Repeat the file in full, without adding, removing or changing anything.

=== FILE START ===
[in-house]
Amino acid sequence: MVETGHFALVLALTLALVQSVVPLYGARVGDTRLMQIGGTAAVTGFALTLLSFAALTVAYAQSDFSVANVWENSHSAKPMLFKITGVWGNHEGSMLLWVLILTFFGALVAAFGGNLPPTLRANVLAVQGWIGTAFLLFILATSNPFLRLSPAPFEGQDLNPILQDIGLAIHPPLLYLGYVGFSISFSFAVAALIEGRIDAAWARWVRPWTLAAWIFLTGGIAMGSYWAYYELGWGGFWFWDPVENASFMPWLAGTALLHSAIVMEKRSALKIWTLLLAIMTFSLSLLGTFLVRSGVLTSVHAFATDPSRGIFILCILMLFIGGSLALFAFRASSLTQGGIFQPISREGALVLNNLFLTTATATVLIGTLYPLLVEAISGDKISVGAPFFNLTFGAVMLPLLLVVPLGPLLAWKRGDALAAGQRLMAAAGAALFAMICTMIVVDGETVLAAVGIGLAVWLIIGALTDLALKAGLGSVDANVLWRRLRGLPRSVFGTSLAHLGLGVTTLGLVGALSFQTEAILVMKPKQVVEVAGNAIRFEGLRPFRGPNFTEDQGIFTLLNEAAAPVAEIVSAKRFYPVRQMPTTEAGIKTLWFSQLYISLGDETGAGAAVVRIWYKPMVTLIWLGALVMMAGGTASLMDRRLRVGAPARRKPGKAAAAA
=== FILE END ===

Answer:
[in-house]
Amino acid sequence: MVETGHFALVLALTLALVQSVVPLYGARVGDTRLMQIGGTAAVTGFALTLLSFAALTVAYAQSDFSVANVWENSHSAKPMLFKITGVWGNHEGSMLLWVLILTFFGALVAAFGGNLPPTLRANVLAVQGWIGTAFLLFILATSNPFLRLSPAPFEGQDLNPILQDIGLAIHPPLLYLGYVGFSISFSFAVAALIEGRIDAAWARWVRPWTLAAWIFLTGGIAMGSYWAYYELGWGGFWFWDPVENASFMPWLAGTALLHSAIVMEKRSALKIWTLLLAIMTFSLSLLGTFLVRSGVLTSVHAFATDPSRGIFILCILMLFIGGSLALFAFRASSLTQGGIFQPISREGALVLNNLFLTTATATVLIGTLYPLLVEAISGDKISVGAPFFNLTFGAVMLPLLLVVPLGPLLAWKRGDALAAGQRLMAAAGAALFAMICTMIVVDGETVLAAVGIGLAVWLIIGALTDLALKAGLGSVDANVLWRRLRGLPRSVFGTSLAHLGLGVTTLGLVGALSFQTEAILVMKPKQVVEVAGNAIRFEGLRPFRGPNFTEDQGIFTLLNEAAAPVAEIVSAKRFYPVRQMPTTEAGIKTLWFSQLYISLGDETGAGAAVVRIWYKPMVTLIWLGALVMMAGGTASLMDRRLRVGAPARRKPGKAAAAA